I have observed for years the emerging church movement and its waywardness from a biblical church to a church that resembles Christianity, but it actually is a shell with no substance. However, I am observing a strong movement back to the biblical church as the emerging church is leaving people empty and without any foundation which to build a life on. People are longing for the word of God to be expositionally preached and taught from the pulpit as in the years past. People are longing for the theological hymns of old to reemerge in the halls of the great churches of today. Man has devised a worldly system of church in which man thinks God would approve, however, mans ways are not God’s ways nor our thoughts His thoughts. Yes, many people may go to emerging churches and give buckets of money, however, that is no more a gauge into the health of those churches than someone with a good appetite yet inside they are dying of cancer.

    Another article you might be interested in is https://devoteddads.wordpress.com/2007/10/30/the-birth-of-the-emerging-church-one-world-religion/. I found this to be intriguing as well.

    Thanks for reading and commenting.

    Pressing on in Him,

  4. riddlej said

    While I am a classical Arminian (gasp!!) I really enjoyed your post and am definitely worried about the Emergent Church. I have written about it myself and I am glad to see that believers who are in touch with their historical past clearly see the errors. Let us press in together to keep orthodoxy orthodox. (Despite my Arminian heresies, that’s for another time =)

  5. qbaileys said

    Yes, we do need to continue with our biblical belief’s. I was creeping into the emergent movement a few years ago and the Lord has put me and my family through trial by fire so to speak. The emergent church has nothing to sustain a person through such times. God has drawn me back to the bible and the theologians of the years past to help me and my family return to the foundational truth’s that will sustain us though any trial and tribulation. Thanks for your comments.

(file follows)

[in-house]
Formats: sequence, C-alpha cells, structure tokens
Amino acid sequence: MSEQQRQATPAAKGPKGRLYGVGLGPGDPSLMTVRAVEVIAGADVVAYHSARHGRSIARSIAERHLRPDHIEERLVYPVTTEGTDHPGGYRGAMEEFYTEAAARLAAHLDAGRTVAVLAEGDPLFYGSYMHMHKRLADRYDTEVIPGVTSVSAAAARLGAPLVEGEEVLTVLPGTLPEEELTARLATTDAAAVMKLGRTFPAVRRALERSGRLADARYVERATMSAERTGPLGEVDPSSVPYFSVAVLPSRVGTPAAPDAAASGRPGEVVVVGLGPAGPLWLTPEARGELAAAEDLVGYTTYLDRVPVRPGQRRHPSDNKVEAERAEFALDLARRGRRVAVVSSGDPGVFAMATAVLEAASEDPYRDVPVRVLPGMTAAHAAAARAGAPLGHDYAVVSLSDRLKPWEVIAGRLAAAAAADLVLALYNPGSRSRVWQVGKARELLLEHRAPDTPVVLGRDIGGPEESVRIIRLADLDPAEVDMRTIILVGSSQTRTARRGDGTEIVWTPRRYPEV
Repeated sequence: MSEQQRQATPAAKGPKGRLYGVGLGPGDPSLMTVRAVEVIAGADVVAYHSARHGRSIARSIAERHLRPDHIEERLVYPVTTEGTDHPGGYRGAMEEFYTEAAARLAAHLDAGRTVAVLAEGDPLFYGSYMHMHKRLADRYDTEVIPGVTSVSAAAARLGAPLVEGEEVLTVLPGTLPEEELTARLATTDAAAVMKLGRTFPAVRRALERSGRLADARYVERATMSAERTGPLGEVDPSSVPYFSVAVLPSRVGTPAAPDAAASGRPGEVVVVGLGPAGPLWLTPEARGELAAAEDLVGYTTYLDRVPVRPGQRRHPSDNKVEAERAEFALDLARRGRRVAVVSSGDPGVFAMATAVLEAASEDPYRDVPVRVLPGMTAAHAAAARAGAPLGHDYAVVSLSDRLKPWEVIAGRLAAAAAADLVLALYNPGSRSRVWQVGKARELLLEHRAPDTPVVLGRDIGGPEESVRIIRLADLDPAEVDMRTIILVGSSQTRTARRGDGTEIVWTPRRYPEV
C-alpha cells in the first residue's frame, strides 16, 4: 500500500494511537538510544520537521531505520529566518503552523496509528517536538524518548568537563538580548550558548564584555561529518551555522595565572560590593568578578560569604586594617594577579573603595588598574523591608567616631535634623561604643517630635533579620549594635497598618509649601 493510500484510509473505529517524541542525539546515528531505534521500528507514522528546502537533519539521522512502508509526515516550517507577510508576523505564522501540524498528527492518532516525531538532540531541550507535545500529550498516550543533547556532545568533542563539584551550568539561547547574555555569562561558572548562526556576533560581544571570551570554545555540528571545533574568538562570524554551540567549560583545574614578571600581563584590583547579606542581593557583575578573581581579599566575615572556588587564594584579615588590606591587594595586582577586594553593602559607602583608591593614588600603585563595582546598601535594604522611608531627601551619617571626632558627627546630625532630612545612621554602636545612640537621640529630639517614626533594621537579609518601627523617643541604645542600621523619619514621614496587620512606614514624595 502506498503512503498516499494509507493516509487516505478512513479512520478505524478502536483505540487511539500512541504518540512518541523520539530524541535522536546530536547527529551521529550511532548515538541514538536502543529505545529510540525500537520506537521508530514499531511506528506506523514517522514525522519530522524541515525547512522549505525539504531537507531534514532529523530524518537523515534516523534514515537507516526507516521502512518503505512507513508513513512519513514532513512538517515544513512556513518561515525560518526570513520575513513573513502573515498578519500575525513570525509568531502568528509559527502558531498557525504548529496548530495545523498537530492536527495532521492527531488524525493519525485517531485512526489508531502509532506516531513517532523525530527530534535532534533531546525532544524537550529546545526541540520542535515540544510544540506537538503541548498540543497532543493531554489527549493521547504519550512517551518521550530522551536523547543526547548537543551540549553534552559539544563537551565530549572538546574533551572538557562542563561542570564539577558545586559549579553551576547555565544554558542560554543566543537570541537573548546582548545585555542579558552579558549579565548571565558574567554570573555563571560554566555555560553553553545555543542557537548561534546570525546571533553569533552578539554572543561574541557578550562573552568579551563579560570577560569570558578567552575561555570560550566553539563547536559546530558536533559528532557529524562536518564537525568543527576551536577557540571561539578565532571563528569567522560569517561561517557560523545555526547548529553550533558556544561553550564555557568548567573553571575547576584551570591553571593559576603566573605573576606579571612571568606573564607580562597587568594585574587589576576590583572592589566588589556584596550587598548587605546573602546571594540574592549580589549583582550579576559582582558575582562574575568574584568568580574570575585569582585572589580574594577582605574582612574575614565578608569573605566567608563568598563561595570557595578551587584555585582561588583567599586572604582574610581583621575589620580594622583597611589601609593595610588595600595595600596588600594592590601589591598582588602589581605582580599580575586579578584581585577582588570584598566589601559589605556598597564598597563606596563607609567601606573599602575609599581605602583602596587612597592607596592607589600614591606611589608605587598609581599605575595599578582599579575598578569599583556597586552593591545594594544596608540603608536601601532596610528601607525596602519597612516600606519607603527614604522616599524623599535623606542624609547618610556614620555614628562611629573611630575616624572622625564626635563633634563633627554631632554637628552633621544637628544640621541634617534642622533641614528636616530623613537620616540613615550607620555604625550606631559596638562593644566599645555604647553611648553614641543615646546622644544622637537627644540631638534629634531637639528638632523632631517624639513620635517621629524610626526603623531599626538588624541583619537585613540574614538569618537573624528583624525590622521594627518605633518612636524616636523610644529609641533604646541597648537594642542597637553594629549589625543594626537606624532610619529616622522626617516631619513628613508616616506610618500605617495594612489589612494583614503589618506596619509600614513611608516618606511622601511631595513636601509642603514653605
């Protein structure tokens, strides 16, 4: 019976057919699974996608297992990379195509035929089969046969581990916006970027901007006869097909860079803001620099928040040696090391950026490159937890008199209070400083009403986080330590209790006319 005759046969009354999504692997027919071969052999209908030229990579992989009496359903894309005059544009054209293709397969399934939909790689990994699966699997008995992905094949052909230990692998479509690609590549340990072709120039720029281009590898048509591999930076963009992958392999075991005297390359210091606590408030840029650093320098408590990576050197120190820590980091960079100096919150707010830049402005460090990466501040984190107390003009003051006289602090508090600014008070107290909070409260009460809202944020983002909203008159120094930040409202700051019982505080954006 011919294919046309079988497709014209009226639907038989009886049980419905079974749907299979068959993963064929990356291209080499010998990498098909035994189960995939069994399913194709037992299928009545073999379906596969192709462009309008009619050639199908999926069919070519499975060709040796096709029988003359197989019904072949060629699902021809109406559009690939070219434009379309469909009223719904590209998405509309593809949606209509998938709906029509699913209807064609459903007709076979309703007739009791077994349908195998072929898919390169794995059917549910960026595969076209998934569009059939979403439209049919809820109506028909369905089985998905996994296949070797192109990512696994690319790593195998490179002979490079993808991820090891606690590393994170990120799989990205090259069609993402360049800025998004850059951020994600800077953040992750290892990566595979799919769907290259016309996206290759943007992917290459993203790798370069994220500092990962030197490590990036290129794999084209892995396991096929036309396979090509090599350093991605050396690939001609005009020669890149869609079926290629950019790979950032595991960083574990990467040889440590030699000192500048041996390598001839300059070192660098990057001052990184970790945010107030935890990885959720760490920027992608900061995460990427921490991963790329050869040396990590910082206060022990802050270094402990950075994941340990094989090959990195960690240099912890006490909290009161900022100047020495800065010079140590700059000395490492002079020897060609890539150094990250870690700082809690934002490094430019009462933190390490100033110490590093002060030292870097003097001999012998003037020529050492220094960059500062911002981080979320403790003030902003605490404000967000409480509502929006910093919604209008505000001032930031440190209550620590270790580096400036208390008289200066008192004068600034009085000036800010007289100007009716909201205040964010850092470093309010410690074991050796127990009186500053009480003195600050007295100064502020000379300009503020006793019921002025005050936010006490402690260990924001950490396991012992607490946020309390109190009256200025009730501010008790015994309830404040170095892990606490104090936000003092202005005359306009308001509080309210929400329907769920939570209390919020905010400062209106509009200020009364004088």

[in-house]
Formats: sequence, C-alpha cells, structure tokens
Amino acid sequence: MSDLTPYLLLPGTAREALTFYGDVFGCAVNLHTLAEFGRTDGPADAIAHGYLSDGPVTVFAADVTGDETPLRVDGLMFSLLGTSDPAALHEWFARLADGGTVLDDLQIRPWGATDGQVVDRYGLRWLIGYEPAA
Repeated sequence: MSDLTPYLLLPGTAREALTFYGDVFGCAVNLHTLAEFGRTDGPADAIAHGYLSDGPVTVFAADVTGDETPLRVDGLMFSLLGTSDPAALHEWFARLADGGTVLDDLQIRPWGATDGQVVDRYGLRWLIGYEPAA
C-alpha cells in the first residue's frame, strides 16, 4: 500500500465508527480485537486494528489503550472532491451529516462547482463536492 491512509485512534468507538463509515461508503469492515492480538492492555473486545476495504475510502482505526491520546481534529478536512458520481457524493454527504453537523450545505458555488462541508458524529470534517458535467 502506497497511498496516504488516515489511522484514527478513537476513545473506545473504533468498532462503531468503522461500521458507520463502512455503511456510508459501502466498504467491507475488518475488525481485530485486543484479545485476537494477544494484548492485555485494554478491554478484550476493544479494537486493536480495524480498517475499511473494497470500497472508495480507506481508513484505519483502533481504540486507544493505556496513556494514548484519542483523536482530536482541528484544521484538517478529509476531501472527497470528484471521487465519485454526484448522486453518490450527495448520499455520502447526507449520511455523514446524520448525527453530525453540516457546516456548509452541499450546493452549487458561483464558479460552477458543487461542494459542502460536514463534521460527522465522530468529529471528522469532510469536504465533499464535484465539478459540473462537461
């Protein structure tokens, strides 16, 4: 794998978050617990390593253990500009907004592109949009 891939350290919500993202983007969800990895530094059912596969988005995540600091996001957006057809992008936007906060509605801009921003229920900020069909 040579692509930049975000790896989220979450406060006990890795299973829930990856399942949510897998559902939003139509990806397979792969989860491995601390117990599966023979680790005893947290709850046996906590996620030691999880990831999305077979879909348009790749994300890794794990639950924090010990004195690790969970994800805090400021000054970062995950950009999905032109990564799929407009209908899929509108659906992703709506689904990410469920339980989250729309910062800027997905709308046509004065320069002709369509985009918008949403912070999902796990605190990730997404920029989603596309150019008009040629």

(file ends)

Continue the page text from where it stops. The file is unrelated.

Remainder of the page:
Pressing on in Him,

  6. the8thperson said

    I find it interesting that this is the first year that I actually reflected on October 31st being Reformation Day. Why is it that most churches don’t share with their congregations on the importance of the reformation?

  7. qbaileys said

    I am not sure why it is not a bigger celebration…it should be. It is shared at the church I attend, but it is a very strong and growing bible based church pastored by Dr. Charles Swindoll who is influenced greatly by Spurgeon, Warfield, Calvin, Stedman, Stott, Dr. Martin Lloyd-Jones, and other great theologians of the past. Our weekly mens bible study at the church is under the teaching of Dr. Steve Farrar who is influenced by many of the same great men. I feel tremendously blessed to have such great teachers and preachers of God’s word to set under on a weekly basis.

    However, a tremendous battle rages within the church today as to which side they intend to be on….truth or humanism. As for me and my house we will serve the Lord.

    Keep posting the truth.

    Pressing on in Him,

  8. Scott, Andrew Jones here – the one referred to in the article.
    I think to be fair, you should mention Jim Bublitz who who wrote the post and link to him.
    You might also want to link to my response to Jim here

    And my position is not the official emerging church position. I am just a Christian dad and a missionary overseas thinking some thoughts on the reformation and reading some books on it that i did not used to read when i was a fundamentalist.


  9. qbaileys said

    Andrew, I have posted your comment for anyone to find the responses you mentioned. In the actual article on my blog it is linked back to the original article with all the comments by clicking on the title. So, it is all here now.

    I am not setting my site up for a debate just simply putting out the truth as I can see it. I do not have time to research for debates, but want to make sure that the men I direct to my site do not fall into the inveiglement of the Emerging Church. I have mentored far too many dads and husbands that have come through a church like them and these men have been deeply hurt and their families are hurting even more. The main culprit to this was the fact that each of them were starving for God’s word and direction in their lives. All they received at the emerging churches were hyped up music and watered down milk for sermons. So, that is why I have chosen to post as many articles as I can to expose the falsehood that much of the emerging church brings to our lives. Anyone that can attend those types of churches and feel like they are growing I say more power to them, but in the end I really believe they will fall flat on their faces before God someday wondering what has happened to their life. I have been there myself, falling for this sham of a “new way” or “new Christianity”…it is a play out of the “new age” playbook with a Christian dress on it.